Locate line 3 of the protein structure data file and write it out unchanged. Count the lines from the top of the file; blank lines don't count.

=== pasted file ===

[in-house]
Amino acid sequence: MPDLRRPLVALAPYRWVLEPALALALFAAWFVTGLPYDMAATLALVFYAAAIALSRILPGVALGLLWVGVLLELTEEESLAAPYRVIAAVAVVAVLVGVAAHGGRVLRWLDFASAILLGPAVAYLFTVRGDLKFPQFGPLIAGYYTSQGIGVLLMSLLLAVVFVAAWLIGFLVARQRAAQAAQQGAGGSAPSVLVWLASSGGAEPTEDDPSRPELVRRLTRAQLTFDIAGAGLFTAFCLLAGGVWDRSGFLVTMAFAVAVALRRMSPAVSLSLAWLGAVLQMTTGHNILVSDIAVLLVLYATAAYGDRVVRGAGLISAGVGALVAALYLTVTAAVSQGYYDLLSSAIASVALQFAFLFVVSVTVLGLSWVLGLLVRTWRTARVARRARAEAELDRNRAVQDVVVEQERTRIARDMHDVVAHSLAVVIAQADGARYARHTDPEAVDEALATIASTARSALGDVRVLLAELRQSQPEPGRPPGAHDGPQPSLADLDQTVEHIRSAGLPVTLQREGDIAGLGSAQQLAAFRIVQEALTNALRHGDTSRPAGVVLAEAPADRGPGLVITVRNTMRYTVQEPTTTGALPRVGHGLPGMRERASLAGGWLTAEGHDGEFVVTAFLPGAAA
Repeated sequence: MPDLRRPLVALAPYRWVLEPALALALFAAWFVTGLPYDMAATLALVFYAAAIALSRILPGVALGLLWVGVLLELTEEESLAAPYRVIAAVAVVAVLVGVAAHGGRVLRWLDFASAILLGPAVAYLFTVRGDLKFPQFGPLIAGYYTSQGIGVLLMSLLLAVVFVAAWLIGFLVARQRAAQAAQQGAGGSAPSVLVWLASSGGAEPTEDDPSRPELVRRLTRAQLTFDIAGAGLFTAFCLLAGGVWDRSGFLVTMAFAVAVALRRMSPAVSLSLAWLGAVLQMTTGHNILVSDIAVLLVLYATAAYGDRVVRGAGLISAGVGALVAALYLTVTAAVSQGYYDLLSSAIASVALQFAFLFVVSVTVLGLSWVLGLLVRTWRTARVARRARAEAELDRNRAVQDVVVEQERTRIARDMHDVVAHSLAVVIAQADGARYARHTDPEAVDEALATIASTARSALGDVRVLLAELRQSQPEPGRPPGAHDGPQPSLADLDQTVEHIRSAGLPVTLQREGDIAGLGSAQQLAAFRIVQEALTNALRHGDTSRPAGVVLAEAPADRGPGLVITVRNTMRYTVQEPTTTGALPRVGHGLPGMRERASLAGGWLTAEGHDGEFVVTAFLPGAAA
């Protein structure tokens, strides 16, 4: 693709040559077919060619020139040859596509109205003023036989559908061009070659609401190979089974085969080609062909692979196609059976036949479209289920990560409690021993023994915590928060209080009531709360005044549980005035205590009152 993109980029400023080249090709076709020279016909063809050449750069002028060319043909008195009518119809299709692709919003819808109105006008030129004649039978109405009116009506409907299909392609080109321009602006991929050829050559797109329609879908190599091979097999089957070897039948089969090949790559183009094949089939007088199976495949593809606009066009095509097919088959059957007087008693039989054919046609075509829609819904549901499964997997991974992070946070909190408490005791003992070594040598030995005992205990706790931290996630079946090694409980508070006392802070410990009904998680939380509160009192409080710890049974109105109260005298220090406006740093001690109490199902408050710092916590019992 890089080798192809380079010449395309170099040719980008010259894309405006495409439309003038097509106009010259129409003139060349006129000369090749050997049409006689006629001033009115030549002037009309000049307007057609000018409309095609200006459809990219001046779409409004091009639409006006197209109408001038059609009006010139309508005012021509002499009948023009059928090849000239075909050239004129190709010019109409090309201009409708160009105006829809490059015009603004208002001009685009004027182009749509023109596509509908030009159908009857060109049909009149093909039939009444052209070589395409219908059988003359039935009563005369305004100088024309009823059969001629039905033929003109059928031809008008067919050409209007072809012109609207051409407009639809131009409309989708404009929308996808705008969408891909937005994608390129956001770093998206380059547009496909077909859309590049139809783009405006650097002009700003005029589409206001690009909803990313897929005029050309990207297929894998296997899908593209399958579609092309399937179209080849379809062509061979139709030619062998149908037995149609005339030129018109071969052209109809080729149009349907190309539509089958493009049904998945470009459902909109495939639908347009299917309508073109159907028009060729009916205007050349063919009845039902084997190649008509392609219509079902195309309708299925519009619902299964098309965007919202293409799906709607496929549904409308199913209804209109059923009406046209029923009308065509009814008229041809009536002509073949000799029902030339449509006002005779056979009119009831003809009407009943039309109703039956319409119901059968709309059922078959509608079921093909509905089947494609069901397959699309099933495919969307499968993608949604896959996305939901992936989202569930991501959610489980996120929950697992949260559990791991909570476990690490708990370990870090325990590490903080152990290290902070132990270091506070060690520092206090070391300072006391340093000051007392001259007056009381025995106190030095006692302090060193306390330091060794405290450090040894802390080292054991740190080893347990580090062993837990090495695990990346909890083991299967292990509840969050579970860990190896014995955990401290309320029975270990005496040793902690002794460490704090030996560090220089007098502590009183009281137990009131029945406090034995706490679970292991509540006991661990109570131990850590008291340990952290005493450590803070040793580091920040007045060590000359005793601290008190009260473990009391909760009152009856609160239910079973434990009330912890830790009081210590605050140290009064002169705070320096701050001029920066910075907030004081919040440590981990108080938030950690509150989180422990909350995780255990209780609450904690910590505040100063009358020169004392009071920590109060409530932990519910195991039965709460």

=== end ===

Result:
Repeated sequence: MPDLRRPLVALAPYRWVLEPALALALFAAWFVTGLPYDMAATLALVFYAAAIALSRILPGVALGLLWVGVLLELTEEESLAAPYRVIAAVAVVAVLVGVAAHGGRVLRWLDFASAILLGPAVAYLFTVRGDLKFPQFGPLIAGYYTSQGIGVLLMSLLLAVVFVAAWLIGFLVARQRAAQAAQQGAGGSAPSVLVWLASSGGAEPTEDDPSRPELVRRLTRAQLTFDIAGAGLFTAFCLLAGGVWDRSGFLVTMAFAVAVALRRMSPAVSLSLAWLGAVLQMTTGHNILVSDIAVLLVLYATAAYGDRVVRGAGLISAGVGALVAALYLTVTAAVSQGYYDLLSSAIASVALQFAFLFVVSVTVLGLSWVLGLLVRTWRTARVARRARAEAELDRNRAVQDVVVEQERTRIARDMHDVVAHSLAVVIAQADGARYARHTDPEAVDEALATIASTARSALGDVRVLLAELRQSQPEPGRPPGAHDGPQPSLADLDQTVEHIRSAGLPVTLQREGDIAGLGSAQQLAAFRIVQEALTNALRHGDTSRPAGVVLAEAPADRGPGLVITVRNTMRYTVQEPTTTGALPRVGHGLPGMRERASLAGGWLTAEGHDGEFVVTAFLPGAAA